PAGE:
Harden reviewed several methods that organizations use to peel off portions of discounts, hide charges and charge for services not needed. He encouraged employers to seek out reporting that demonstrates that plan checks were cut to providers rather than third parties. He also encouraged attendees to ask for regular reporting of raw discounts.

He also discussed the idea of contract “translucency,” where an organization uses broad contract language to hide additional streams of income. “With translucency, the fees are hidden in vague contract language,” said Harden. “In essence, translucency is the process of simply telling a client that you are ripping them off.”

The proper approach is to pass all discounts and benefits on to clients, Harden explained. Especially today, employers are making tough decisions about benefits. Employers, not third parties, should be rewarded by the decisions. “If you encourage employees to take generic drugs, it makes sense that you should get the full reward for that rather than a large pharmacy benefit manager,” said Harden.


  05:16:07 pm, by MedBen5   , 204 words,  
Categories: Announcements, News, Wellness, Health Plan Management, Incentives

MedBen Achieves AHA Gold Fit-Friendly Status for Second Straight Year

AHA Gold Fit-Friendly Company 2009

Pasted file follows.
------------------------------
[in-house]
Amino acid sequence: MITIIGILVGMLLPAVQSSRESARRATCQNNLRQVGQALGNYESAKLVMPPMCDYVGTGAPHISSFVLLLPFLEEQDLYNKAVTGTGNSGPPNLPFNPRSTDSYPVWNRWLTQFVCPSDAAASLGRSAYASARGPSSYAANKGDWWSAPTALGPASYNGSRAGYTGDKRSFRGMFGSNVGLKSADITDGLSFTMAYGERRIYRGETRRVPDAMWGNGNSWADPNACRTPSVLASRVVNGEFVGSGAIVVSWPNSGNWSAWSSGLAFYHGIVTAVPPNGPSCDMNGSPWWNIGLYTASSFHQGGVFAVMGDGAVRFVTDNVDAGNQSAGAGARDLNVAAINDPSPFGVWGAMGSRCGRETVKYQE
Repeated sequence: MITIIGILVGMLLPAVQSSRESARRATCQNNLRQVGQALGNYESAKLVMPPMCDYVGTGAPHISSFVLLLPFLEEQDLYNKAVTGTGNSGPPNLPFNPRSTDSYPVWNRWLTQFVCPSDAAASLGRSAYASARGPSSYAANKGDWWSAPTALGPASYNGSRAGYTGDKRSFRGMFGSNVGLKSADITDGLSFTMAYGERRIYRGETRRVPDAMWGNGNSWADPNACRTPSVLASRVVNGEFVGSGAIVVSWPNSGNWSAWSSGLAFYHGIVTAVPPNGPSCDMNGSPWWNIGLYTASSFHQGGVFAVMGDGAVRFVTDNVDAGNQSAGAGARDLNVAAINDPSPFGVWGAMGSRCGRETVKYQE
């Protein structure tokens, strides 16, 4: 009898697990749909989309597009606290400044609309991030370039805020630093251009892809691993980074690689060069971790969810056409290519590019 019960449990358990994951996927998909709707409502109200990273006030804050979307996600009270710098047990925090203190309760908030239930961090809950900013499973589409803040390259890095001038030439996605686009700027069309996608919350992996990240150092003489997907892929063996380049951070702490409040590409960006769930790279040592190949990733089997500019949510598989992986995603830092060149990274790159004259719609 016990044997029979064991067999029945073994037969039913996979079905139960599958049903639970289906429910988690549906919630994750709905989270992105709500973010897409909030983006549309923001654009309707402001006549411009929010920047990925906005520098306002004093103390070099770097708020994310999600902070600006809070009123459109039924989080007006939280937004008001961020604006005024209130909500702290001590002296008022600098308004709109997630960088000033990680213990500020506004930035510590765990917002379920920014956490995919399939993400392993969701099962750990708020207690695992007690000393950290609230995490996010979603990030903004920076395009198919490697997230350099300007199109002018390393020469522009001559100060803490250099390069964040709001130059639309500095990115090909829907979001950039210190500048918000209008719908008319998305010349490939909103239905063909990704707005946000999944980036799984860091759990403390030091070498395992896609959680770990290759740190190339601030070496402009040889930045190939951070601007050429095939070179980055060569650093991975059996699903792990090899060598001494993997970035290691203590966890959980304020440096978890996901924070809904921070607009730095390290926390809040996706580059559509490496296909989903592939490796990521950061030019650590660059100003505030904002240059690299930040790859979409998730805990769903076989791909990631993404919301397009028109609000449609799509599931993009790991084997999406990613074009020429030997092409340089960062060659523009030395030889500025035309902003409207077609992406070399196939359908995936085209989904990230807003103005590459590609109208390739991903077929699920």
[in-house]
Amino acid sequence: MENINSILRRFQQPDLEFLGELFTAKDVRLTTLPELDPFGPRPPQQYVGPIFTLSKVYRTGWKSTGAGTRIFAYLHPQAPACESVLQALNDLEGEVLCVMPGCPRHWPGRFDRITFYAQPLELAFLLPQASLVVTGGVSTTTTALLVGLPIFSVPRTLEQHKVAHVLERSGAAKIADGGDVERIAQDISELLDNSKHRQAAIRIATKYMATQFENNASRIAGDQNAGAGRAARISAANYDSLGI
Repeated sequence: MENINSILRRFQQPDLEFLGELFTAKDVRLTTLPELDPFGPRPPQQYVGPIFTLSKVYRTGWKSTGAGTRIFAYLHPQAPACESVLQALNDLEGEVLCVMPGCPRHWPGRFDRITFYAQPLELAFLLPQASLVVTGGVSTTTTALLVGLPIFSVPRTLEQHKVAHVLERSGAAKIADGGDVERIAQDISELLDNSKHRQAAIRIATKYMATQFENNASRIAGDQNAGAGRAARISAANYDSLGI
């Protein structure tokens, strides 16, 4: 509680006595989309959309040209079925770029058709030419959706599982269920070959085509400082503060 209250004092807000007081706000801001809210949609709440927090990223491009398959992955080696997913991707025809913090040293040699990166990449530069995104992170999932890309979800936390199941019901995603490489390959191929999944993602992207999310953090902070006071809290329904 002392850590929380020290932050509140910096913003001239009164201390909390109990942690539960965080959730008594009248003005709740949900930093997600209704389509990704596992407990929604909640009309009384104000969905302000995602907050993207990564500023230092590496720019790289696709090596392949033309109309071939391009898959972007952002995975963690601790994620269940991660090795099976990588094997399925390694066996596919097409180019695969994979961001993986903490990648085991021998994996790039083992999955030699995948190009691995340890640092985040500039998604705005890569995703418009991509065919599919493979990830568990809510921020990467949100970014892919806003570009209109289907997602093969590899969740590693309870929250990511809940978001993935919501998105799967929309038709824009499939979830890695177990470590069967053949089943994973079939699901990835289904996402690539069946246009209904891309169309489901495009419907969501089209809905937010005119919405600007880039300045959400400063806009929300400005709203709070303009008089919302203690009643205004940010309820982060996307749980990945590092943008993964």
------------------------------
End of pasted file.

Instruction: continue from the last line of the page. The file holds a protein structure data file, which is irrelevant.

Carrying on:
For the second year in a row, MedBen has been named a Gold Start! Fit Friendly Company by the American Health Association (AHA). The award recognizes companies that demonstrate progressive leadership by making the health and wellness of their employees a priority.

MedBen retained its Gold status by promoting a wellness culture, through such things as employee discounts on health club memberships, weekly fresh fruit deliveries, and heart-healthy vending machine selections. Beginning in 2009, the company also began tying wellness directly to its health plan. Participants now earn contributions to their HRAs by keeping a workout record and attending quarterly meetings on better health.

MedBen President & CEO Doug Freeman believes that wellness is fundamental to lowering health care costs. “Where personal health is concerned, we try to practice what we preach. As MedBen encourages clients to make wellness the foundation of their health plans, we do everything we can to provide our employees with proper wellness resources as well as appropriate financial incentives,” he said.